PLSJC Director Alan Hall writes a weekly column discussing library and community news, history, and other interesting subjects.
To celebrate the new Ohio Historical Marker in the yard of the Main Library, we made copies of some of the photos and documents in our files and placed them around the library for people to enjoy.
People have been fascinated with the photos, but seem equally interested in copies of the correspondence and invoices from 1900-1902 when the Main Library building was under construction.
I congratulate whoever saved all of these documents, and carefully placed them in mylar sleeves in a binder so they would be available for future generations.
The earliest letters are handwritten from early 1901, when the secretary of the library board was corresponding with Alden and Harlow, architects of the building.
Mr. W.H. McClinton, secretary, had written several letters to the architects in “Pittsburg” regarding various building issues. Pittsburgh was without its “h” during this time period.
The introductions of the letters are formatted in Victorian fashion, such as “We here with return,” and “Herewith you have an order,” and “I am in receipt of your esteemed favor.”
Issues surrounding the library construction included the need for an iron sewer line to be extended from 4th and Slack Streets to 3rd and Wells Streets to accommodate added flow; by the plumber J.W. Hartzel for $ 550.
Springer and Patterson installed “electrical wiring” at a cost of $ 485, and Baker, Smith and Co. installed the coal-fired boiler and radiators for $ 3,297 (radiators still in use today)
The stone boundary wall around the front yard was controversial at a cost exceeding $ 5,000 but changes allowed the project to be completed for $ 1,840 by Floto Brothers.
The invoices are attractive, with beautiful printing highlighting every paper. The Geo. A. Gescheider Insurance Co. provided coverage for $ 43.50 in 1902 and advertised that they also sold “steamship tickets, foreign drafts and money orders to all parts of the world.”
Christian Leist finished some painting work in the library in 1903 for $ 4.20 including the cost of the paint.
One typewriter ribbon was purchased for 75 cents from the Smith Premier Typewriter Co., whose beautiful graphics state, “The pen is mightier than the sword, but the Smith Premier Typewriter bends them both.”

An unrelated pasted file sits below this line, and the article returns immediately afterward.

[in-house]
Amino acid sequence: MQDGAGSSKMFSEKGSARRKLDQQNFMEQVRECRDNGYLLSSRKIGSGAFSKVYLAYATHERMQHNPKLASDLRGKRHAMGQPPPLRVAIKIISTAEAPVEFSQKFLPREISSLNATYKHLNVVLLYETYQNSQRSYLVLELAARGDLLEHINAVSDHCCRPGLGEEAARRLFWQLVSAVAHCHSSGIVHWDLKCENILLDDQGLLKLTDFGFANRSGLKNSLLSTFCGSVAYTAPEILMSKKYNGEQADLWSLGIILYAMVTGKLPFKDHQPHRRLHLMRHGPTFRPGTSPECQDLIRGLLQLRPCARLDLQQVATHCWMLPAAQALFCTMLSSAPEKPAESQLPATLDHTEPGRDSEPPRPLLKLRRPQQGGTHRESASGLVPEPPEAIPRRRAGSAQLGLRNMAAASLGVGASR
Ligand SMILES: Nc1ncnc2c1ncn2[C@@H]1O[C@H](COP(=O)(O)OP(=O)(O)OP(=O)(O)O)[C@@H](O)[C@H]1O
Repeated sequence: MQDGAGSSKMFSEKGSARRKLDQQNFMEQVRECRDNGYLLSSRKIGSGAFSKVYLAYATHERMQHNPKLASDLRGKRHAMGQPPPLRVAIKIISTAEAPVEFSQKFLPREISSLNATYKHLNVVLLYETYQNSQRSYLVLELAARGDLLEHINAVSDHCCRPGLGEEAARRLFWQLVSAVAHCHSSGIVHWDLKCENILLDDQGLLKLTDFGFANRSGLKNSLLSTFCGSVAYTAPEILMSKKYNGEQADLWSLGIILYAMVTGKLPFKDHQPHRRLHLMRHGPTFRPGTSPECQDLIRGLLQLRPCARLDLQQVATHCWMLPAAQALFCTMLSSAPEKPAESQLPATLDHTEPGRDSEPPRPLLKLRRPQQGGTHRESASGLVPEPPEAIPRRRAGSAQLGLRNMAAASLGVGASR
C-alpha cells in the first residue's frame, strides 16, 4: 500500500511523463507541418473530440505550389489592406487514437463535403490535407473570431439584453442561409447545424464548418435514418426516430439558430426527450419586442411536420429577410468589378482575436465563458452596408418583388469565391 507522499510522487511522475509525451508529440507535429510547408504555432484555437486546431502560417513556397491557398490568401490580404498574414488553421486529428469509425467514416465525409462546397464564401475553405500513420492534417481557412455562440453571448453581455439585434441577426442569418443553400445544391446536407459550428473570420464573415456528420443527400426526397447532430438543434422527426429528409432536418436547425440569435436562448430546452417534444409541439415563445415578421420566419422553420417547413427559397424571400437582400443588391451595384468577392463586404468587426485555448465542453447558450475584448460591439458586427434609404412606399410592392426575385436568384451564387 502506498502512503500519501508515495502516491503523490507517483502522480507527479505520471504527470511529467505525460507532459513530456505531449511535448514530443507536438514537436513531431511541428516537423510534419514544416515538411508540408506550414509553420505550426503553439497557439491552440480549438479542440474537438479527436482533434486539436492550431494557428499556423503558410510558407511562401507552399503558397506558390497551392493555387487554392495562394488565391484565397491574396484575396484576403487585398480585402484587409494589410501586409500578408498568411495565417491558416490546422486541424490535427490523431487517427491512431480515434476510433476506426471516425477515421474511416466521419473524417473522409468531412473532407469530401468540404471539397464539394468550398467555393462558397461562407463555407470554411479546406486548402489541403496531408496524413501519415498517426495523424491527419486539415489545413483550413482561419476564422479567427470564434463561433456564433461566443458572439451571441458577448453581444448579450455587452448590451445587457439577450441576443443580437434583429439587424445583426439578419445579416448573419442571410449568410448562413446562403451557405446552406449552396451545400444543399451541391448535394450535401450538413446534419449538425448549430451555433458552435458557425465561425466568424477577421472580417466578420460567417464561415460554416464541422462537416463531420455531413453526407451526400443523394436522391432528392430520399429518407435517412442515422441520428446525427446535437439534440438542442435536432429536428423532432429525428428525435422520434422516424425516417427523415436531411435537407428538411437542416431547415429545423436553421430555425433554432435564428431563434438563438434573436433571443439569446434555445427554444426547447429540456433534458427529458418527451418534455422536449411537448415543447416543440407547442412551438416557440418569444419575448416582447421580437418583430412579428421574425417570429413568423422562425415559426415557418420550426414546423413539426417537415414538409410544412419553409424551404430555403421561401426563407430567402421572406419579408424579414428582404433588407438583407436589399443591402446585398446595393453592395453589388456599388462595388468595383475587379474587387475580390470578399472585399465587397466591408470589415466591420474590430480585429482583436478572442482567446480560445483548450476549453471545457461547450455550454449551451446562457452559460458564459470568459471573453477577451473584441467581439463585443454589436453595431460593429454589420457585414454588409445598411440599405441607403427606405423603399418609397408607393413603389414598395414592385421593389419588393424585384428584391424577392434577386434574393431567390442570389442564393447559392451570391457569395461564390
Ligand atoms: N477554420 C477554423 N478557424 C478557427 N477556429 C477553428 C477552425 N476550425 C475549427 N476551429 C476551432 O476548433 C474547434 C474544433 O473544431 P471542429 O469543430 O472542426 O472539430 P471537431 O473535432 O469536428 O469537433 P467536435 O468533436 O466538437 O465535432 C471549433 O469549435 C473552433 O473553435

Several invoices are for shipping books to the new library. Some were brought from the former City Library Association of Steubenville, and others were purchased from jobbers in Chicago, Boston, and New York City.
One lone book titled, “The Obstinate Maid” was purchased from A.C. McClurg & Co. in Chicago for 90 cents with 3 cents shipping.
A long list of books arrived from Boston via the train, and the Adams Express Company completed the delivery to the library for 70 cents. Unfortunately, “Bert” thought it was called the “Carnigia Library.”
Keeping the building clean was important according to the “barrel of soap polish” purchased from the Gibson Soap Co. of Omaha for $ 12.
Five chemical fire extinguishers were shipped on the Pennsylvania Railroad from Cleveland for a total cost of $ 62.50 payable by cash upon receipt of the goods.
The Oliver McClintock Co. of Steubenville provided 4 Leamington Rugs for the library building for $ 22 and window shades on 93 window sections for $ 67.
An itemized list from the architect dated June 6, 1902, after the building was open and operating found total bills paid to be $ 57,979.43 with the architect being paid $ 3,061.96 against Andrew Carnegie’s donation of $ 50,000.
A second check from Carnegie was requested and received for $ 12,000 allowing all bills to be paid after the rear wing of the building was deleted from plans, and the clock in the tower was eliminated.
Adding the purchase cost of the Sarratt and Stewart properties at 4th and Slack Streets for the library building, and added equipment costs, the new library cost about $ 80,000 total by the end of 1902.